Thursday, May 10, 2012

I Heart Jet Lag

Does anyone else like jet lag? I must admit that I kind of enjoy it, but I have not met m/any others who do. It isn't so great if I arrive at a distant conference and almost immediately find myself sitting in an afternoon session, struggling to keep my eyes from rolling back into my head, but there are some aspects of jet lag that I like. For example, jet lag sleep is strangely deep and satisfying for me.

I can't sleep on planes, and I don't even bother with any particular strategy involving sleep aids, flying at a particular time of day etc. I just take whatever flights work best for reasons of schedule/economy and then roll with the jet lag. I do not struggle against it. I am at peace with it. It might even make me a nicer person (temporarily).

I have been known to cultivate jet lag. When I get home from a trip, I don't mind waking up insanely early for a few days. I am not typically a 'morning person'; in my non-jet lagged existence, I require alarms and severe cat activity to start to wake up, and then I need a few snooze alarm episodes. When I am jet-lagged, I wake before the alarms and even before 2/3 of my cats. This is quite interesting and novel, at least for a few days.

You might think that jet lag would make routine administrative work even more difficult, but in fact it can be quite helpful to have a temporary, jet lag-induced feeling of detachment and distance from some otherwise tedious activities (some meetings, paperwork etc.). It wouldn't be fun all the time, but for a few days, I am happy to recover slowly from the rigors of travel, eventually emerging from jet lag into my usual mode of existence. That's fine, too, I am usually ready for things to go back to what passes for normal around here.

11 comments:

kamikaze said...

I agree. Jet lag is great for focusing on research, especially at 5 am. The only nuisance is that most hotels only start serving breakfast at 630...

Anonymous said...

Do you drink coffee or other forms of caffeine?

Cognitive impairment induced by jet lag is a source of embarrassment for me at international conferences. I don't tolerate caffeine well (it makes me anxious) and have trouble functioning on little sleep--I forget things, my executive function stalls, and I get sad more easily.

You're really lucky.

Anonymous said...

I agree 100%, especially the part about how pleasant it is to detach from admin crap.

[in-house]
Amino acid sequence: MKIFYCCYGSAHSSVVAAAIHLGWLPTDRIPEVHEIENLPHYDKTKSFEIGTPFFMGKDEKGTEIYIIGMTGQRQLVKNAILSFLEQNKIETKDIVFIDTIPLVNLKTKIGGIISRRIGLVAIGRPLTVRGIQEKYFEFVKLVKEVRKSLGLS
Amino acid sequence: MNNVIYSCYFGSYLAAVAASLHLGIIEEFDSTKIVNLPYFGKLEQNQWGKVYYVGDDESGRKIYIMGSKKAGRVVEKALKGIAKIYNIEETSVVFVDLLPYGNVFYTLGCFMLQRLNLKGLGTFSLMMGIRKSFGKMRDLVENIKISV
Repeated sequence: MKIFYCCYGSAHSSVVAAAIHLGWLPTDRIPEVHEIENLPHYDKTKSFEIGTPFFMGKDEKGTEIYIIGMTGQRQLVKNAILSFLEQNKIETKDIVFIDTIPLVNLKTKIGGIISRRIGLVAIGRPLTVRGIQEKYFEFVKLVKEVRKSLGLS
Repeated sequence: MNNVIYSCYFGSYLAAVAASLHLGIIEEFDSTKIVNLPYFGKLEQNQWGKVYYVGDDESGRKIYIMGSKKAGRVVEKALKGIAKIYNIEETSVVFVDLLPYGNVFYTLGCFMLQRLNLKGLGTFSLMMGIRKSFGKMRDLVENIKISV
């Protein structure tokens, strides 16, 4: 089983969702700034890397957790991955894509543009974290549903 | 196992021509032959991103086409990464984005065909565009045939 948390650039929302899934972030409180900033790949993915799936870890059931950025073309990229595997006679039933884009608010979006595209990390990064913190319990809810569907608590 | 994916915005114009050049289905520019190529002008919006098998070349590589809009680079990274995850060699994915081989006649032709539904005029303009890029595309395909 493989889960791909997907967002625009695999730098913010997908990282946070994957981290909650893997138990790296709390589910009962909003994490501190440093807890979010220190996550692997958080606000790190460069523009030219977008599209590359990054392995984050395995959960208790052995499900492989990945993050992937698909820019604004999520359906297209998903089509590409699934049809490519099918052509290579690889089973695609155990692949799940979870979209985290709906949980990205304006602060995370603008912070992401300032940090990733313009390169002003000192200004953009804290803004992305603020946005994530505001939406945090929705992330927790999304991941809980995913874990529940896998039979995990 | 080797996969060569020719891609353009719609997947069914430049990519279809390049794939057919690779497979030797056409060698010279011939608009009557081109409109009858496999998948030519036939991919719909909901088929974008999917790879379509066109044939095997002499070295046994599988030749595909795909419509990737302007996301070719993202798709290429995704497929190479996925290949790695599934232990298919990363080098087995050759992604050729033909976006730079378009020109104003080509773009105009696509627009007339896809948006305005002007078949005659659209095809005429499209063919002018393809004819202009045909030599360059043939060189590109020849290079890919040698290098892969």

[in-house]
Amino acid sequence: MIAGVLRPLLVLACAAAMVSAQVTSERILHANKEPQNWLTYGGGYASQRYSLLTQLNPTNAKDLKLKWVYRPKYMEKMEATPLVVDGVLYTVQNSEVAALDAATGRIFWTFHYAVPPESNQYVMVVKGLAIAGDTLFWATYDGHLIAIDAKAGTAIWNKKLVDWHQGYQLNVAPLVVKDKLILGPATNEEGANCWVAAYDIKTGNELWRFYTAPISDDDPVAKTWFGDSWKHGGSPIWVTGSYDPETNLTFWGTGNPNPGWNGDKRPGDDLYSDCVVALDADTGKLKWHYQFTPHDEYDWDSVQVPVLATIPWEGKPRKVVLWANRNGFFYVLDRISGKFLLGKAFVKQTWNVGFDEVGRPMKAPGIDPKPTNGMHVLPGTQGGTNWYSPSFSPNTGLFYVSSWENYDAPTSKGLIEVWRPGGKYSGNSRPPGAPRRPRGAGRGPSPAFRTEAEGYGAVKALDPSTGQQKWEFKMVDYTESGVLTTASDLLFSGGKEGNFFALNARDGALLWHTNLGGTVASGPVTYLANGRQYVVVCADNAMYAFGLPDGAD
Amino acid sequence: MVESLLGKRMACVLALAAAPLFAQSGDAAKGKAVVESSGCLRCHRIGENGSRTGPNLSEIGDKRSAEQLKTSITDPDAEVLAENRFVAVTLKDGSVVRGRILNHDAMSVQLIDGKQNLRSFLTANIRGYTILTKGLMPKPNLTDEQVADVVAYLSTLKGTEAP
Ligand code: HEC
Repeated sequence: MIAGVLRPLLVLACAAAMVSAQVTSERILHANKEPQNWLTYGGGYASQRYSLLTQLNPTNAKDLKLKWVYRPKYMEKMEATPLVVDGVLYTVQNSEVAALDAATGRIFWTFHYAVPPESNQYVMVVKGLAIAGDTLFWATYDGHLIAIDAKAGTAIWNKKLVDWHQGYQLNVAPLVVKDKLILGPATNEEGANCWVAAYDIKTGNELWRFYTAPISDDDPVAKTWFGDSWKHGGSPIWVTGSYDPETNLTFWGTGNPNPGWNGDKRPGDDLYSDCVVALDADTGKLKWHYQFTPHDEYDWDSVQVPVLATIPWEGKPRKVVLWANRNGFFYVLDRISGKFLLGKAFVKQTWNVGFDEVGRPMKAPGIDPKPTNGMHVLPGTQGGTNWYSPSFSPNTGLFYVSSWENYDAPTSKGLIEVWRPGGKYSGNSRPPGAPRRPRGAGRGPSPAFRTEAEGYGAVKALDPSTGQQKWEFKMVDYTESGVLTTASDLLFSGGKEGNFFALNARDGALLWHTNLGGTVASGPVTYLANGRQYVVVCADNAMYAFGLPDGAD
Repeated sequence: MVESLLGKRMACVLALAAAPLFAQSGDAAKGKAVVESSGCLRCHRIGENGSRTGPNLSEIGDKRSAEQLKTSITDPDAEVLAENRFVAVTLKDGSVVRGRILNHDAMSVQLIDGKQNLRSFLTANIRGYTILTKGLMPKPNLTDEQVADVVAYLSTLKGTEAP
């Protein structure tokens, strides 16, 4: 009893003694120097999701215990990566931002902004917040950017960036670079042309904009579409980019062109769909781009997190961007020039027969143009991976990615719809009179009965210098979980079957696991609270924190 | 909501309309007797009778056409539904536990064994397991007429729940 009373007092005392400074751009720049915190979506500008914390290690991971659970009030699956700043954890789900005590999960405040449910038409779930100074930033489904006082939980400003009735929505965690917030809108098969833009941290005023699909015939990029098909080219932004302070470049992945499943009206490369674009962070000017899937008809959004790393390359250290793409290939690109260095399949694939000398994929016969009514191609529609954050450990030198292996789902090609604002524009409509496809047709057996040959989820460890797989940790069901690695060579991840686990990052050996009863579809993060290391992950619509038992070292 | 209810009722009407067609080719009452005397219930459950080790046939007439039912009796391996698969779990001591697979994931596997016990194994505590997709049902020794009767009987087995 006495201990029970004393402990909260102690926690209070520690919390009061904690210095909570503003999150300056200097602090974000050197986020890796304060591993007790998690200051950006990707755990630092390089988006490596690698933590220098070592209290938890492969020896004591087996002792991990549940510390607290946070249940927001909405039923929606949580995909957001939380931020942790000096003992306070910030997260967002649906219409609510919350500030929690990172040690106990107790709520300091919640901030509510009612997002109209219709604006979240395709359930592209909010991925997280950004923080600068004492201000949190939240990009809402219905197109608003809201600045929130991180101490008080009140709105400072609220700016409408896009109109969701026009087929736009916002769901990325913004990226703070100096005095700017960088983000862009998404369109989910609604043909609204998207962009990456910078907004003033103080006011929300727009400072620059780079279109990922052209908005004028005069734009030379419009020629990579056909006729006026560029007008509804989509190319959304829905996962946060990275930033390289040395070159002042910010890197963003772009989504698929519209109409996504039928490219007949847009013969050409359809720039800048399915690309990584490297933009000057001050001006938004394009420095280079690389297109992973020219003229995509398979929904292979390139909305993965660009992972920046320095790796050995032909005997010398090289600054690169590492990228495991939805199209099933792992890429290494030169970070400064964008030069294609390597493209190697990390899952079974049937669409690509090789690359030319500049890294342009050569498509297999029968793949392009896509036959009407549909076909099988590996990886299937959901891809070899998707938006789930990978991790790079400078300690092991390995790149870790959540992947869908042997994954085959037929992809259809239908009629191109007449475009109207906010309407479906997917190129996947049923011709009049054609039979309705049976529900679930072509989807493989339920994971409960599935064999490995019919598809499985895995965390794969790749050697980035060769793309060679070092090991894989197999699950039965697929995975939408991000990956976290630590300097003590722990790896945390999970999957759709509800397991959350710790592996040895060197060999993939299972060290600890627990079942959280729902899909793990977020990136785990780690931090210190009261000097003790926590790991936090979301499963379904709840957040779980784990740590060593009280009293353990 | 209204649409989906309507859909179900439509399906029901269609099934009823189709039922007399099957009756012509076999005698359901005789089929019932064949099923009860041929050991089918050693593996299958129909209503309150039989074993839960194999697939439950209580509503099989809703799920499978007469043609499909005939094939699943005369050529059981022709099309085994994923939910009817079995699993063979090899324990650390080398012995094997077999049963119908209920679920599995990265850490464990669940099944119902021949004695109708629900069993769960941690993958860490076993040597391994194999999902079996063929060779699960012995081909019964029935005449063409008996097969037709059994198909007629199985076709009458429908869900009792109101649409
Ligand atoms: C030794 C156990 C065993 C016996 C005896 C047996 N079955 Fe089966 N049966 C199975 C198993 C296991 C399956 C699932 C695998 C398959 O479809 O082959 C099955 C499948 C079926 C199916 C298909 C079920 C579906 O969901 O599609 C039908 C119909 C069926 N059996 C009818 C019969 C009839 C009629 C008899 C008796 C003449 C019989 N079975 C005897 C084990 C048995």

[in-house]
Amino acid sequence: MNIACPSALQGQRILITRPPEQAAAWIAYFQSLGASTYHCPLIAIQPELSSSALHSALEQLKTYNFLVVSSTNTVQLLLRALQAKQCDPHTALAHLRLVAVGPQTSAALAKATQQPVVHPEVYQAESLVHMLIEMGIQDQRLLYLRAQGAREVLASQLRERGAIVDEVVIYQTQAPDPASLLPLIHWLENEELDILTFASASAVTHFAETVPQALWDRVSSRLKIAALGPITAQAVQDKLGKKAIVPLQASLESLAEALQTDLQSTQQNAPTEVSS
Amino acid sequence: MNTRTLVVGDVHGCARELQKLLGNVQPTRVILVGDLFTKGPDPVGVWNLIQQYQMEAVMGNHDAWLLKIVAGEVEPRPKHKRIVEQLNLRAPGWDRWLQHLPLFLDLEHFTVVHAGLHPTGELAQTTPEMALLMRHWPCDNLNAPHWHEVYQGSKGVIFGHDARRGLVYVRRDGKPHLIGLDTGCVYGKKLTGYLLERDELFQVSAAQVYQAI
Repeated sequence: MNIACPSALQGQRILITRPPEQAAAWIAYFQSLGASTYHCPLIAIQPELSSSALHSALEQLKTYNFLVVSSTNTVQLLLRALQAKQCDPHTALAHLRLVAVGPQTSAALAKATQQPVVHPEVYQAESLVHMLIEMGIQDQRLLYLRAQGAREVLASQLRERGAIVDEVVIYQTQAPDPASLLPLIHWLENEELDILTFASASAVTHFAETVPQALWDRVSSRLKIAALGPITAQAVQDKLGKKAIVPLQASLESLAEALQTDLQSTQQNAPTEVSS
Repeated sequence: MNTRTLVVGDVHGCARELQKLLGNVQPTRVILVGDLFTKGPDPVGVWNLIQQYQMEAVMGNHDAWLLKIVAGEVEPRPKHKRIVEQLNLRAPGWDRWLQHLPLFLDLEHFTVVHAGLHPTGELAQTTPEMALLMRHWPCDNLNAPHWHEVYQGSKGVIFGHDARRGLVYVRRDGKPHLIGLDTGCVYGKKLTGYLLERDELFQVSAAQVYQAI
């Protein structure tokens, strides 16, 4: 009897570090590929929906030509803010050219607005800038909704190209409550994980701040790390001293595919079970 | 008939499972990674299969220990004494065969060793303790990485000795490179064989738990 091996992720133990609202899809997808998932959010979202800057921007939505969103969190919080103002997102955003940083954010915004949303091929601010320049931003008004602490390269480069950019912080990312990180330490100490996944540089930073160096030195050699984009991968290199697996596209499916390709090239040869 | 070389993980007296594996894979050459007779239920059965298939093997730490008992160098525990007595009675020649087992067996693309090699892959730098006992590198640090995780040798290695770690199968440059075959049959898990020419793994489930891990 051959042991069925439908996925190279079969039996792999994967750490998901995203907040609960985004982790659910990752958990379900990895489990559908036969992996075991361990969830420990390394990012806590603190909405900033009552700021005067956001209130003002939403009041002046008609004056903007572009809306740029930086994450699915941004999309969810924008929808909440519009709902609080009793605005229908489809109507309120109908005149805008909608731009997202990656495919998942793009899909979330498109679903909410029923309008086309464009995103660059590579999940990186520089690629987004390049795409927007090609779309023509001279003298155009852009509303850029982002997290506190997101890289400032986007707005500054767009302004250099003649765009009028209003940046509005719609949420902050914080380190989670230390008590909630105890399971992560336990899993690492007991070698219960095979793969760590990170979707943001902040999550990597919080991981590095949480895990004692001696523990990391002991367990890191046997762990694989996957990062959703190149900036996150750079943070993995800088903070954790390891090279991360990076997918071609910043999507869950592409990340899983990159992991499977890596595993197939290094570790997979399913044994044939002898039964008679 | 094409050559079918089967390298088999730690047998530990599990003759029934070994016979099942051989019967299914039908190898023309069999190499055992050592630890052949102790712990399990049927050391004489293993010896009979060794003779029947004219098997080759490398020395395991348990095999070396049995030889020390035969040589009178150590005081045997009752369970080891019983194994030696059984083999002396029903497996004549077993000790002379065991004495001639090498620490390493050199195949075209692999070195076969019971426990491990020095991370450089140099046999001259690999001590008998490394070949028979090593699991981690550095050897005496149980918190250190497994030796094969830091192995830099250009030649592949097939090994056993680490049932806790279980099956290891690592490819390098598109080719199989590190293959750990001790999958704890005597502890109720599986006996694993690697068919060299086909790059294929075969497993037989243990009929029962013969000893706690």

Anonymous said...

I am with you. I like it too, for a little while.

Sometimes I start not to like it so much when I still feel like crap 4-5 days or more after getting back from a trip.

Anonymous said...

FSP, with great affection...you and at least two of your readers are kinda weird. ;-)

Anonymous said...

You must have been jet-lagged when you wrote this post.

Anonymous said...

Depends on the amount and direction. Like FSP, I quite like coming back (west) from a trip and waking up early and alert. But unlike FSP I detest the jetlag induced by the 8 hour (east) time difference between where I live and my home country. Being wide awake in the night and then having to get up at the exact time I would normally be falling asleep just kills me for ~ 1 week. I try to roll with it, and usually manage that on stress-free holiday trips, but it is just awful if the trip involves anything stressful.

EscapedWestOfTheBigMuddy said...

Jet lag is an altered state of being, and like other examples of that category can be fun.

Not so fun though, when there is pressure on to achieve X by Y and all the time between now and Y will be spent in that special place.

wombat said...

Amusingly, my research touches on this. Chronobiology research has found that evening people cope with jet lag better than morning people.

It would amuse me to use the comments for this in my research, but I'll forgo it. :-)

For the record, I'm an evening person, and jet lag doesn't typically bother me much at all.

Anonymous said...

you have more than 2/3 cats??....

olympiasepiriot said...

I like the description of jet lag in William Gibson's novel Pattern Recognition: "Five hours' New York jet lag and Cayce Pollard wakes in Camden Town to the dire and ever-circling wolves of disrupted circadian rhythm.

It is that flat and spectral non-hour, awash in limbic tides, brainstem stirring fitfully, flashing inappropriate reptilian demands for sex, food, sedation, all of the above, and none really an option now. ... She knows, now, absolutely, hearing the white noise that is London, that Damien's theory of jet lag is correct: that her mortal soul is leagues behind her, being reeled in on some ghostly umbilical down the vanished wake of the plane that brought her here, hundreds of thousands of feet above the Atlantic. Souls can't move that quickly, and are left behind, and must be awaited, upon arrival, like lost luggage."